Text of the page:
Ingestive politics are not neutral, DuPuis emphasizes; they are a class-based politics of conversion in which middle-class reformers define good behavior in terms of their own habits. But DuPuis envisions a better kind of politics, one based on the messy, collaborative ferment of digestion, which succeeds in defiance of the idealization of cleanliness, perfection, and purity. She highlights the fact that bacteria colonize every human gut, encouraging people to see themselves as living ecosystems, and she envisions digestive politics as a similarly inclusive and heterogeneous process.

DuPuis is right that dietary reformers apply all sorts of ideological criteria in determining what is good to eat, but I sometimes wondered if food advice can be both more and less than the book suggests. In fact, Dangerous Digestion raises an important question, one with which food-studies scholars are just beginning to grapple: How much does biology matter? Eating is cultural, and DuPuis rightfully stresses that dietary reformers lump cultural ideas — including utterly specious ones, like eugenics — into their fights for food purity. Sometimes ideology distorts nutrition science, such as Progressive Era claims about the superiority of white flour. And yet, cultural though it is, eating is also biological, and this has not yet received adequate attention. At one point DuPuis grants that the standard American diet causes health problems and that modern advice to eat mostly plants is sound, but she insists that the efficacy of dietary advice is beside the point. Instead, her questions are cultural: Why the fixation on diet? Why diet’s entanglement with purity and self-discipline?

These are great questions, but I was not convinced that biology can be so easily cordoned off. Consider pure food reform. DuPuis’s breezy claim that purity-minded reform is a cultural project that has "not made Americans more healthy" struck me as strange. Sanitation is a dirty word in some scholarly quarters, but our modern-day celebration of good bacteria has flourished in part because bad bacteria so rarely hurt us anymore, in sharp distinction to our 19th-century forebears. By any measure, purity-minded food reform ­— which ushered in modern sanitary knowledge and sweeping pure-food legislation — contributed to declining death rates and rising life expectancy over the last century. Consider, too, the Mediterranean diet. DuPuis argues that its popularity results from misguided Eurocentrism. But does the diet’s appeal really begin and end with geography (and, implicitly, race)? What about measurable physical outcomes like changes in cholesterol? Whether or not people feel better and live longer when they follow particular advice seems extremely relevant when investigating its power, reach, and cultural meaning.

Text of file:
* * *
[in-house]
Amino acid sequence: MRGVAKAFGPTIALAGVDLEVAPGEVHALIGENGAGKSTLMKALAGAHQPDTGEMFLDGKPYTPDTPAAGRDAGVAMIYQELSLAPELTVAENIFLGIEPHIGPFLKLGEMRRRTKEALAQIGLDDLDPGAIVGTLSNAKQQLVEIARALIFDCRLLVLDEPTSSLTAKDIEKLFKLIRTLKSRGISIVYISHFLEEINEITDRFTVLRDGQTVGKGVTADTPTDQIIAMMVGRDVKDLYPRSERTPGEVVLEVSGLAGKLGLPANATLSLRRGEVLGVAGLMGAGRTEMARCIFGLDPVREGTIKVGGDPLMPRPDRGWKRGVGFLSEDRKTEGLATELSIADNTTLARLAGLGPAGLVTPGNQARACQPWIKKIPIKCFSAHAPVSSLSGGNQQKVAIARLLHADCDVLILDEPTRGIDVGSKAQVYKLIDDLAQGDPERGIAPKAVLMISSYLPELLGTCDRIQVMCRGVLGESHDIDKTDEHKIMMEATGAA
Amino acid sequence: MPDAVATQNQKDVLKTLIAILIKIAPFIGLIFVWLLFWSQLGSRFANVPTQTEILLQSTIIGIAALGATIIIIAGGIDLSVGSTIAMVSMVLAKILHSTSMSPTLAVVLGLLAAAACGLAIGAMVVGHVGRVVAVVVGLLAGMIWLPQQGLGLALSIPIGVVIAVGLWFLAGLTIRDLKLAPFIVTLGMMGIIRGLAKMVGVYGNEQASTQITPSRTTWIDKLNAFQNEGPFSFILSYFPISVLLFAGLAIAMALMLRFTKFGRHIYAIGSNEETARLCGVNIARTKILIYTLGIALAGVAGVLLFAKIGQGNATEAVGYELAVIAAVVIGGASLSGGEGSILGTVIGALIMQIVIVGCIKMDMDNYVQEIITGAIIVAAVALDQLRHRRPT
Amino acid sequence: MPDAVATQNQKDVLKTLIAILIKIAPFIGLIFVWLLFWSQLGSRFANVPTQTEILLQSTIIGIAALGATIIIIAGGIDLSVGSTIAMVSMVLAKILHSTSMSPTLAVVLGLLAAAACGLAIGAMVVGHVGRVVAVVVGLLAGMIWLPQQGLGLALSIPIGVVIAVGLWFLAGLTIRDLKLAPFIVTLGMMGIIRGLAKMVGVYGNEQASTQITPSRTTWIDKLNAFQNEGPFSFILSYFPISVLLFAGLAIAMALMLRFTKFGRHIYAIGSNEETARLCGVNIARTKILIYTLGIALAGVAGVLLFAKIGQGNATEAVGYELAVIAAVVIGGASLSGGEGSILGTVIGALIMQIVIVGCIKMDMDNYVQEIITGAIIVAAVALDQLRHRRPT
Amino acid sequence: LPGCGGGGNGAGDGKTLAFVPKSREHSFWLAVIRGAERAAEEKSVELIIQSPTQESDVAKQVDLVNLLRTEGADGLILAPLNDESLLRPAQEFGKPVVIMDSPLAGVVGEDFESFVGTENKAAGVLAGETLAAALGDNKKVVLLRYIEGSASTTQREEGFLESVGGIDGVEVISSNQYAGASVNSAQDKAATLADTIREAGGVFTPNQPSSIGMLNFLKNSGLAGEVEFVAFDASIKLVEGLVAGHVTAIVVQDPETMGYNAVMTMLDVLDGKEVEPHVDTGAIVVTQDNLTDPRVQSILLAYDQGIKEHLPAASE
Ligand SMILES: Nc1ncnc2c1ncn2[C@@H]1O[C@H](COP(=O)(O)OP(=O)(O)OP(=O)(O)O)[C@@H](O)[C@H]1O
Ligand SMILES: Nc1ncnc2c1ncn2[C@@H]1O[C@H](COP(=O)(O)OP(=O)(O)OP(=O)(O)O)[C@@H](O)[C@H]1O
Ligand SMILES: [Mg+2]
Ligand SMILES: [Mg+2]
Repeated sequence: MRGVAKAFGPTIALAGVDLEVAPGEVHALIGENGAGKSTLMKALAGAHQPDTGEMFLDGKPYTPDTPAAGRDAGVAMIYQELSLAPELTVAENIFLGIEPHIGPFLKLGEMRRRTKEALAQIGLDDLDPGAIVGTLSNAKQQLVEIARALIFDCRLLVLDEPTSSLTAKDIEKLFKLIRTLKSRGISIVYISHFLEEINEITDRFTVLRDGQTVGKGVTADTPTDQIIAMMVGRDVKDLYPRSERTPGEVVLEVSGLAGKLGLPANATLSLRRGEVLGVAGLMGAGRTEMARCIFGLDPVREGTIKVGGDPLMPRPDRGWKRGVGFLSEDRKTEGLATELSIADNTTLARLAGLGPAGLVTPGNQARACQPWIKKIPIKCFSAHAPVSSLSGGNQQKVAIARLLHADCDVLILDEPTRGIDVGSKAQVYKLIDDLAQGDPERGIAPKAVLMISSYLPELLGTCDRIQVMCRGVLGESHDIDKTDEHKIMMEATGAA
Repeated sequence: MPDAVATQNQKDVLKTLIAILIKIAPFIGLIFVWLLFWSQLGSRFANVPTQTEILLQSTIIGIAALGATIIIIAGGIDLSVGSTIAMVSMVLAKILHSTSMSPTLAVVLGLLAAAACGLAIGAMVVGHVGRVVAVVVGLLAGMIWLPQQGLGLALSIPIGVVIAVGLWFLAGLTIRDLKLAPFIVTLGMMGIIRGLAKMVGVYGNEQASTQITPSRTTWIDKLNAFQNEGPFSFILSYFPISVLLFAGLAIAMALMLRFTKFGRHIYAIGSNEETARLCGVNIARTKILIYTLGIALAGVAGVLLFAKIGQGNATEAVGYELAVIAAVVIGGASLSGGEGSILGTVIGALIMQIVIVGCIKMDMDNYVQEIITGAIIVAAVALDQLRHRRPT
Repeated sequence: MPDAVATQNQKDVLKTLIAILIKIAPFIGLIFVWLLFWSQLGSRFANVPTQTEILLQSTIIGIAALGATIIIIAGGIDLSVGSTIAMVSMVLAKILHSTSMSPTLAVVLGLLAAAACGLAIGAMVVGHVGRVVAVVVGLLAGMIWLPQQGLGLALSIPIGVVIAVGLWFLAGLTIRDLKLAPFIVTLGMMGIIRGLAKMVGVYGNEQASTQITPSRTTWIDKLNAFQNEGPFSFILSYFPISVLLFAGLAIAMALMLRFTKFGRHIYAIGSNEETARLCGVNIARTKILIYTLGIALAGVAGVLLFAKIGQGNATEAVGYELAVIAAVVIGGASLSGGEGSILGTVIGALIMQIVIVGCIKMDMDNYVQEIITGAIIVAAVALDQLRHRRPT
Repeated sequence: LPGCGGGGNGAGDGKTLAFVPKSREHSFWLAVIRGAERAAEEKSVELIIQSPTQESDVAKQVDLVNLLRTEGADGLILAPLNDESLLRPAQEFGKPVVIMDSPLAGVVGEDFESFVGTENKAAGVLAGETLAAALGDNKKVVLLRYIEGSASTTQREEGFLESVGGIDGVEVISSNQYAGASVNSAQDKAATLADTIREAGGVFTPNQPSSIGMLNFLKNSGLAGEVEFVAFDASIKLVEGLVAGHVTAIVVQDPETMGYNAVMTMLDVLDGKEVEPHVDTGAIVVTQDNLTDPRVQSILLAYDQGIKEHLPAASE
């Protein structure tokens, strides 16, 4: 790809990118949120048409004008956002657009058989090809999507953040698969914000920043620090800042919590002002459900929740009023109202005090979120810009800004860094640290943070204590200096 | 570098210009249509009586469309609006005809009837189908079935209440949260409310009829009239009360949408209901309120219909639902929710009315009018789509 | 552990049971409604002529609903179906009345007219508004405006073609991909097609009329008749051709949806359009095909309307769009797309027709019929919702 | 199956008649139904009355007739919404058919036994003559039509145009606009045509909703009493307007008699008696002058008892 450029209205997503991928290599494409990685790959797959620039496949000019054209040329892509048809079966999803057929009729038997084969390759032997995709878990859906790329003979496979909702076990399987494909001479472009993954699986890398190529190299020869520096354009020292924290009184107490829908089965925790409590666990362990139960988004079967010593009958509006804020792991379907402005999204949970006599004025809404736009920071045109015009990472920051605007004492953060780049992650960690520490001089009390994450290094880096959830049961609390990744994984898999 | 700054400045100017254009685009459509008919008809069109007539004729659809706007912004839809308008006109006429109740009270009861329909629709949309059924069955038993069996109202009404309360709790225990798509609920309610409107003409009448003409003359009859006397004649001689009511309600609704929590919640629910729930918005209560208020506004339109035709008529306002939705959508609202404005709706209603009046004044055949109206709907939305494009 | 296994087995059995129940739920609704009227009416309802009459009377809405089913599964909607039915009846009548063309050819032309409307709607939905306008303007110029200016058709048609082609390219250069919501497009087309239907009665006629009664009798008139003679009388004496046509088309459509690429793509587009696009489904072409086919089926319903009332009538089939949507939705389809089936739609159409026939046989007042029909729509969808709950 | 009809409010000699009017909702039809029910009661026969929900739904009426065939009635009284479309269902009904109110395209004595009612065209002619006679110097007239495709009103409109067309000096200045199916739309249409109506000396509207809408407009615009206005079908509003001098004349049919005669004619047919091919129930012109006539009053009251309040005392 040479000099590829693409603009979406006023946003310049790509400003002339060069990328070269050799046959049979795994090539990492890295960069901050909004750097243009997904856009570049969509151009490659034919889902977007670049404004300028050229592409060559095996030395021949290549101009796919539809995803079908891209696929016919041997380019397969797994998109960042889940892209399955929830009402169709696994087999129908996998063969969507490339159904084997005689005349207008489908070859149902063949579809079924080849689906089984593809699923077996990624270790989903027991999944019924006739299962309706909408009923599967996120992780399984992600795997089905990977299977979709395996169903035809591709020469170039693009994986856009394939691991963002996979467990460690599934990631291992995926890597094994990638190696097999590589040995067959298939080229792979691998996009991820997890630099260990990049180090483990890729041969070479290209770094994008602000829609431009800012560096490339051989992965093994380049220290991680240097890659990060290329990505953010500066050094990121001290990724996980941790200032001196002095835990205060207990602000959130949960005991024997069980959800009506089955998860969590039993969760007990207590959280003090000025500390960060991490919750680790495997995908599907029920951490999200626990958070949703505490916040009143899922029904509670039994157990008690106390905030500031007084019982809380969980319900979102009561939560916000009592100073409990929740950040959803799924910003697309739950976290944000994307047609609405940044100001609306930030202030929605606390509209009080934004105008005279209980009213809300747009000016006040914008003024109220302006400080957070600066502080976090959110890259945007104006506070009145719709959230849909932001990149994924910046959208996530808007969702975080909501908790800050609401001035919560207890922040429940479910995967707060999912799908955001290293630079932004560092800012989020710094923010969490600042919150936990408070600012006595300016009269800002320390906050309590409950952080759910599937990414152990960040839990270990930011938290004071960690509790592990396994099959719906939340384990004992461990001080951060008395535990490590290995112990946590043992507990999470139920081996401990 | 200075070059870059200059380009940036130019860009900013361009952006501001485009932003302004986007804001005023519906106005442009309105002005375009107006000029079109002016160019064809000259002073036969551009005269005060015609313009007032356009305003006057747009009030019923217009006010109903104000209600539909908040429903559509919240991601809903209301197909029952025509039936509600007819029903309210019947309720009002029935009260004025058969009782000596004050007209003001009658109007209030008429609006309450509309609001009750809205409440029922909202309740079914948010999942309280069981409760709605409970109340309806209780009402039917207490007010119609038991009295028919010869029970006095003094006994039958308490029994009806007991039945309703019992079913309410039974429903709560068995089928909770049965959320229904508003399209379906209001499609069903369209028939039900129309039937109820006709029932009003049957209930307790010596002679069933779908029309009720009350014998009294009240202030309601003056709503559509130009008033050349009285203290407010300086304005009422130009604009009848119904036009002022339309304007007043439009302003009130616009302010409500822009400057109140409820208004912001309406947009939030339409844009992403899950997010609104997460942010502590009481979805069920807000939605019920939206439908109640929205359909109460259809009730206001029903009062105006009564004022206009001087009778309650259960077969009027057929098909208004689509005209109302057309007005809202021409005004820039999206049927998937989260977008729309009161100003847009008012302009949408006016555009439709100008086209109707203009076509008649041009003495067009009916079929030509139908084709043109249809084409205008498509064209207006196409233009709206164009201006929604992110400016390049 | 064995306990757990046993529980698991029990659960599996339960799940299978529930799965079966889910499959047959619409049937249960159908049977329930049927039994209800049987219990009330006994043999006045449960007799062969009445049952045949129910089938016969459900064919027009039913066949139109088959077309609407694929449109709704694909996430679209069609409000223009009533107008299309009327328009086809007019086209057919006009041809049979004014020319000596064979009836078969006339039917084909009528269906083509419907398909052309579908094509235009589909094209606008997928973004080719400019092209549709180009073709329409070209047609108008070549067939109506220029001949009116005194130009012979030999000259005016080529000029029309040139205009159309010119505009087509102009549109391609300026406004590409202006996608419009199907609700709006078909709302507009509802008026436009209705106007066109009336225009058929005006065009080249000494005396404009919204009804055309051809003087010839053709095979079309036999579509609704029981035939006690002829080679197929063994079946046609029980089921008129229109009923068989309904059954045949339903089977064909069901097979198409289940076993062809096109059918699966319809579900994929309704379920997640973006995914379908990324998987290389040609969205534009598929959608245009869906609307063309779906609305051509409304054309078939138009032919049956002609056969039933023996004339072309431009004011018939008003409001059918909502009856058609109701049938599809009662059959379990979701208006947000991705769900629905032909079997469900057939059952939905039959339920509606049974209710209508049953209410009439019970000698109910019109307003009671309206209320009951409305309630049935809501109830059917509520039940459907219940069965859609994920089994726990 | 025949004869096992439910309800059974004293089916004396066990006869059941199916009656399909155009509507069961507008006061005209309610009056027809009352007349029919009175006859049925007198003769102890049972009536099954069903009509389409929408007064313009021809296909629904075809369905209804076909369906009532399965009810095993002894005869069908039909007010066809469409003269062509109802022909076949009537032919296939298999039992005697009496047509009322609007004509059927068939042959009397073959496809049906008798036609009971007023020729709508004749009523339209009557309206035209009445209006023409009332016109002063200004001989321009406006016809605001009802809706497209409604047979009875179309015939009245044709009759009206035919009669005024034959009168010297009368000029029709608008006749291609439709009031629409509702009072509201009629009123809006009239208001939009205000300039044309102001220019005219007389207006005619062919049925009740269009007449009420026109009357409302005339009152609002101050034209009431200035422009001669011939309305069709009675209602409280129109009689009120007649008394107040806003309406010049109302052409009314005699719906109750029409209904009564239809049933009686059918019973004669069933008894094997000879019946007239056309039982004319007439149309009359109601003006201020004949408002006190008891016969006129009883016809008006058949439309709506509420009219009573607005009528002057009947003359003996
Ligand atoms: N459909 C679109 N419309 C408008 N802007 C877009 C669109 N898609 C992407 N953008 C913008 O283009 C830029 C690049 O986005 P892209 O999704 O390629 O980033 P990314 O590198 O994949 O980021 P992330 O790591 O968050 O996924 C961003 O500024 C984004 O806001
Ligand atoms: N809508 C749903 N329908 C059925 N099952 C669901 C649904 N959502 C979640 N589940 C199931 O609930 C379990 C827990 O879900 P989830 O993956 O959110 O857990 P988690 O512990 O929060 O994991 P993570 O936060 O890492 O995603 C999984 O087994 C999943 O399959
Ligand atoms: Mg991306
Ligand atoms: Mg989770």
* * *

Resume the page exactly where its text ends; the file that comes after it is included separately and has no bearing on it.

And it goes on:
Parts of Dangerous Digestion can feel dated, like DuPuis’s presentation of the Mediterranean diet as a dominant modern food trend. (In these days of gluten freedom, a bowl of pasta primavera feels less like a Mediterranean super meal than a guilty pleasure to be slurped up with the shades drawn.) And to say, as DuPuis does, that health claims are not made about Asian or Latin American or other non-European cuisines also seems perplexingly out-of-date. Undergraduates, meanwhile, may struggle with terms like "ingestive subjectivity," "fermentive imaginaries," and "orthocratic politics," and they may sometimes lose the connection between, say, Benjamin Rush’s 18th-century philosophies and modern ideas about the human metabiome.

Still, the book’s scope is broad for a reason. Dangerous Digestion is provocative and frequently fascinating, and its expansive consideration of dietary reform contributes in important ways to recent scholarship on food advice.

Helen Zoe Veit is an associate professor of history at Michigan State University and author of Modern Food, Moral Food: Self-Control, Science, and the Rise of Modern American Eating in the Early Twentieth Century (University of North Carolina Press, 2013).